"We've been working through the I-CAR Tech Center with State Farm Research and [Allstate-owned] Tech-Cor to develop a vehicle sectioning or partial sectioning matrix," McGee said. "Now the industry can go free of charge to determine: 'Can I section this car or not?'"
Along with listing what sectioning procedures are available for various vehicles, the web-based guide includes links to the appropriate OEM or other websites where the sectioning information is available.
I-CAR has also continued to expand its relationships with automakers, which McGee said is helping bring more vehicle and repair information to the entire industry, in part through an increasing number of vehicle-specific training courses.
"It makes sense with the technology changes that are going on," he said. "And the training is not limited to the car manufacturers. We're doing more training for independent collision repair businesses than we are dealers."
He said I-CAR is also taking steps to simplify its "Gold Class Professionals" and "Platinum Individual" programs, which recognize those that maintain high levels of technical training. The revised requirements are the same for all technicians, for example. In order to obtain the Gold Class Professionals designation, all technicians and estimators at a shop, for example, will be required to have completed five tested I-CAR courses as well as any two additional tested courses each year.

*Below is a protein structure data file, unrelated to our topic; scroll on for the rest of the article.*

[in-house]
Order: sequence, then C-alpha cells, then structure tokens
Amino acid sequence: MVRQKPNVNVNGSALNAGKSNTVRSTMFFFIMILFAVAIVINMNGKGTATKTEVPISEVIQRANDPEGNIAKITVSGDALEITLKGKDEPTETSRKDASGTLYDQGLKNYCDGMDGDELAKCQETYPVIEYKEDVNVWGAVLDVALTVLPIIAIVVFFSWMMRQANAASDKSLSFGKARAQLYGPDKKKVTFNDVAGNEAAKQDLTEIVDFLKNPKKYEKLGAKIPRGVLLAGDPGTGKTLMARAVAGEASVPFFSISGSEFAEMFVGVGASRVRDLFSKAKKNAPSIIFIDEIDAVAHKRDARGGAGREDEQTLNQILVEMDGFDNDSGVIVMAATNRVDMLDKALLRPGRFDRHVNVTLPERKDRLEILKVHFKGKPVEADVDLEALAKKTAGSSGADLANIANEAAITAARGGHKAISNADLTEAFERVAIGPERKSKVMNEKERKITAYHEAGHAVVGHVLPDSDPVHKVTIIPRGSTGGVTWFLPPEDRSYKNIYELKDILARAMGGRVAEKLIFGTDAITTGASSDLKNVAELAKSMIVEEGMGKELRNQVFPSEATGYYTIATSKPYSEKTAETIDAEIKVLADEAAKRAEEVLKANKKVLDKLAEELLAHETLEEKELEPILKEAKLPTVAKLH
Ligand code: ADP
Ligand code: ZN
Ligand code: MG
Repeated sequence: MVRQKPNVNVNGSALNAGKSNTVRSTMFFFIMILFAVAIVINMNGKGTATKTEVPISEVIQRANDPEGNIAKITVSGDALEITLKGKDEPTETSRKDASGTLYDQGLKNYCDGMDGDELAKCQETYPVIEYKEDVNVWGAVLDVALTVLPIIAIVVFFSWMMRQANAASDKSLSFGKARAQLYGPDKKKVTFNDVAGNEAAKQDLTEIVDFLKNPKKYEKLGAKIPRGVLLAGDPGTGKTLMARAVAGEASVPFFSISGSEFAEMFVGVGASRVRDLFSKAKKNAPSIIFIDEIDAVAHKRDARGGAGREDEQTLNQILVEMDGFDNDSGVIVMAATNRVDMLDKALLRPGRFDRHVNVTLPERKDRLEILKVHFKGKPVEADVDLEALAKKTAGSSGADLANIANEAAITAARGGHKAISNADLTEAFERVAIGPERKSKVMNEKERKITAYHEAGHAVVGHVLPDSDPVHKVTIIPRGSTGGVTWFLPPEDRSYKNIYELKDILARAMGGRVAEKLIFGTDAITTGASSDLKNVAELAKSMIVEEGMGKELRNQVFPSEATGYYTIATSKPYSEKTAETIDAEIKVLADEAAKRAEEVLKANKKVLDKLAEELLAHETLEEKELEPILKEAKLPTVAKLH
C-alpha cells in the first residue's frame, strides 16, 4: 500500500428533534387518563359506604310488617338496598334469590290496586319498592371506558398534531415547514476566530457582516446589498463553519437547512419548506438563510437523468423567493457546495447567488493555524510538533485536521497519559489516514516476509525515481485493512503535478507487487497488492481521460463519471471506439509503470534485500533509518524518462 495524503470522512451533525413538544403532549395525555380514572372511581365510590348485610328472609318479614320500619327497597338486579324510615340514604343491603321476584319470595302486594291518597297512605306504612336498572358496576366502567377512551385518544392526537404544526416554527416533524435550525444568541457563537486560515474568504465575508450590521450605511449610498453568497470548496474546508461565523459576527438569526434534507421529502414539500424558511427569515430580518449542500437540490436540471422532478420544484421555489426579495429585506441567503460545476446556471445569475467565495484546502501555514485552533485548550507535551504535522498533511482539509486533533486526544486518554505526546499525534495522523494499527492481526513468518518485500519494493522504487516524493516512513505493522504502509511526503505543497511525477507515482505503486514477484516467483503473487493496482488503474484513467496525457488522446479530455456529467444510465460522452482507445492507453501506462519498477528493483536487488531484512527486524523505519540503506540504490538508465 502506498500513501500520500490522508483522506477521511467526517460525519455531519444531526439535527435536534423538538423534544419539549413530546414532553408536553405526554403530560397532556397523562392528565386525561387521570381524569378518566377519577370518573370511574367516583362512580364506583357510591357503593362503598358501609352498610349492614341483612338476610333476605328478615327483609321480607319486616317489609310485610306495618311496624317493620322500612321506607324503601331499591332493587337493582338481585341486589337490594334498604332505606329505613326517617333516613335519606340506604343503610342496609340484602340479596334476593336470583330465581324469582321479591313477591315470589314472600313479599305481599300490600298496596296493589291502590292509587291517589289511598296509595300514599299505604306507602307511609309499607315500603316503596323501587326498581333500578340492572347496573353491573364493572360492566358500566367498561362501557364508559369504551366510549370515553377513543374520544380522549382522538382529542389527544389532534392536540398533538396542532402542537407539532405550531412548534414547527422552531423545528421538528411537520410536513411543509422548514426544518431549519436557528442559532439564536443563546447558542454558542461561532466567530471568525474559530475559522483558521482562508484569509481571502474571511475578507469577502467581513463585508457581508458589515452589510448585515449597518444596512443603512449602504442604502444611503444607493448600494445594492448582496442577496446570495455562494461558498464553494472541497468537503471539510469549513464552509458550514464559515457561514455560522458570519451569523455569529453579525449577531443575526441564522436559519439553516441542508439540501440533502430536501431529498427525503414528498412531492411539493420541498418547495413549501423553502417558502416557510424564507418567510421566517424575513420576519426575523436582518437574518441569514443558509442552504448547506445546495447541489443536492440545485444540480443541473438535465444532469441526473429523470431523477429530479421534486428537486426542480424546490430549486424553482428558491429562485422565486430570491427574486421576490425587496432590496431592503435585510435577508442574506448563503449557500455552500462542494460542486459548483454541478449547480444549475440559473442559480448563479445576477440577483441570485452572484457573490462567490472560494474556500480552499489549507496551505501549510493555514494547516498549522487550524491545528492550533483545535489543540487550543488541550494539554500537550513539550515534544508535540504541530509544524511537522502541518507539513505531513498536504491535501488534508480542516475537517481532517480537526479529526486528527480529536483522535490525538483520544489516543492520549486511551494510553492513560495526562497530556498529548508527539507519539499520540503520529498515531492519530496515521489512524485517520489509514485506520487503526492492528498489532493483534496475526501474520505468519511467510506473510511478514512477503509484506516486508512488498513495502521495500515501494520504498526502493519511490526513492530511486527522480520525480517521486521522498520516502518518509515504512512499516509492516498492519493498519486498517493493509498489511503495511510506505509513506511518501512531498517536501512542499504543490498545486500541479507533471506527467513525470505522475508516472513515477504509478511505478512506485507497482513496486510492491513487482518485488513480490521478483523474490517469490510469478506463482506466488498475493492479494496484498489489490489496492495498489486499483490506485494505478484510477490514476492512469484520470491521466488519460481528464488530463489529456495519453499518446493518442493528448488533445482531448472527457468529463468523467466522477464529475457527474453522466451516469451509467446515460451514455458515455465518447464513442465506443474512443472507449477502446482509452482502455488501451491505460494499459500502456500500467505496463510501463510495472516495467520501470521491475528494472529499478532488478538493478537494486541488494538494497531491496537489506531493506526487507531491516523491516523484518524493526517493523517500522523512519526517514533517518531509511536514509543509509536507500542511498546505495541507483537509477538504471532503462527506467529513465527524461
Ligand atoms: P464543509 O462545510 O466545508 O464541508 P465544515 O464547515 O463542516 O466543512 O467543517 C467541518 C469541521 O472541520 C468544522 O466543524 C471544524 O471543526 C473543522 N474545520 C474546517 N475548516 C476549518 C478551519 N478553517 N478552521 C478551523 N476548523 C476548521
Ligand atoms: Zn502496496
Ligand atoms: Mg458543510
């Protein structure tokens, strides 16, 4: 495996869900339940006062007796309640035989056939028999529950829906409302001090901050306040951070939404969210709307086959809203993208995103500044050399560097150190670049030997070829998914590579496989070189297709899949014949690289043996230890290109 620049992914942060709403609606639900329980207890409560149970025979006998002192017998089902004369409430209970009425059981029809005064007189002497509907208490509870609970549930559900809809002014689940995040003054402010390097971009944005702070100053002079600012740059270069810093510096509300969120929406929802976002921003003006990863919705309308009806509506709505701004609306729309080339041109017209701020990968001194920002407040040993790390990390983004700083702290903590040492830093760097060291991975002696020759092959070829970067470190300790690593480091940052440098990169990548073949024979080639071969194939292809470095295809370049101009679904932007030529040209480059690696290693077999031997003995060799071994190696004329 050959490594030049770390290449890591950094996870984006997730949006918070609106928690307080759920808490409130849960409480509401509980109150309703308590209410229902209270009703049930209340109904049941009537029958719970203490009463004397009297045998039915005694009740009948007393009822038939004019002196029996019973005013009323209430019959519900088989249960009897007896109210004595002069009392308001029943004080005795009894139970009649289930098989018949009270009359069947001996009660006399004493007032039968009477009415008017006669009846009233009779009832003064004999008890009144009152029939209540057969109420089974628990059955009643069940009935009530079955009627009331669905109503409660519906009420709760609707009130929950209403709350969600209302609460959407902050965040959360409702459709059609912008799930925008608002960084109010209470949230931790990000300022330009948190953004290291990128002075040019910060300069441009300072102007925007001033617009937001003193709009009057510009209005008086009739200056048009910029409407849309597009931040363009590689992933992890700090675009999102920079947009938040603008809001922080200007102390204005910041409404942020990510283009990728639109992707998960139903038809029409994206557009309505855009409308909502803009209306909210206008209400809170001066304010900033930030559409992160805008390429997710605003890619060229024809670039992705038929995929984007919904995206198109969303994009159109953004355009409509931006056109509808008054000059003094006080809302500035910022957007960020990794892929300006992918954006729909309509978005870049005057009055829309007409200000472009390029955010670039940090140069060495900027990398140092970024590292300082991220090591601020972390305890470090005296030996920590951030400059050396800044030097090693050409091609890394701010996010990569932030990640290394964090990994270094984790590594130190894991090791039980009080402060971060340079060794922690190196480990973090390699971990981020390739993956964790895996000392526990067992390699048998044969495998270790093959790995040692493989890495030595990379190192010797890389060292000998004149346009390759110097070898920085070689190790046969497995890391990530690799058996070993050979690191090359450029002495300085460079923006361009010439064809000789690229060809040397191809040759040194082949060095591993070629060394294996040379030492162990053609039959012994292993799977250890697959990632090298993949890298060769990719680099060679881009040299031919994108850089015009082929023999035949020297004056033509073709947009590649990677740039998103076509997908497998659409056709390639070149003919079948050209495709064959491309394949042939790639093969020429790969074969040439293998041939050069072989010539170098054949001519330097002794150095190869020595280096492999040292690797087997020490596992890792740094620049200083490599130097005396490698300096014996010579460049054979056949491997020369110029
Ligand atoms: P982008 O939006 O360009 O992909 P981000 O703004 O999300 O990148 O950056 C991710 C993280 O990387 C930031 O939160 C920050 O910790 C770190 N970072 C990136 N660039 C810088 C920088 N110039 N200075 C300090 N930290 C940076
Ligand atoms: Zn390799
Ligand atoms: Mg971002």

I-CAR's "alternative delivery" systems, McGee said, are also beginning to take off. It includes a library of self-study courses online, and through WebEx a schedule of classes people can listen in and view from their shop or office and even interact with the instructor through the Internet and phone. He said use of these training options is still a bit below what was expected, but he believes some lack of awareness of their availability may be one cause of that.
"We are dealing, I also think, with some demographics issues as well," he said. "Most technicians at 34 or 38 years old are not real comfortable on computers. So as you start to see a younger generation come in, we'll see use of it pick-up."
I-CAR is also beginning to expand internationally, with more activity in New Zealand and an effort to launch in Australia this fall.
McGee was also very pleased to see one of his longer-term goals for I-CAR move closer to reality this year with a deal that will enable the industry to receive credit for I-CAR training toward associates or bachelors degrees through the University of Phoenix. Teresa Hutchinson, a corporate liaison with the University, said a student with completed I-CAR training may receive up to 30 transfer units, which can knock as much as a year and $10,000 to $15,000 off the cost of a degree through the University of Phoenix's online programs or at 190 campus locations.
Details and a course transfer guide can be obtained through a special joint website (www.uopx.com/icar), or by calling Hutchinson at (800) 433-2490, ext. 71740.
John Yoswick is a freelance writer based in Portland, Oregon, who has been writing about the automotive industry since 1988.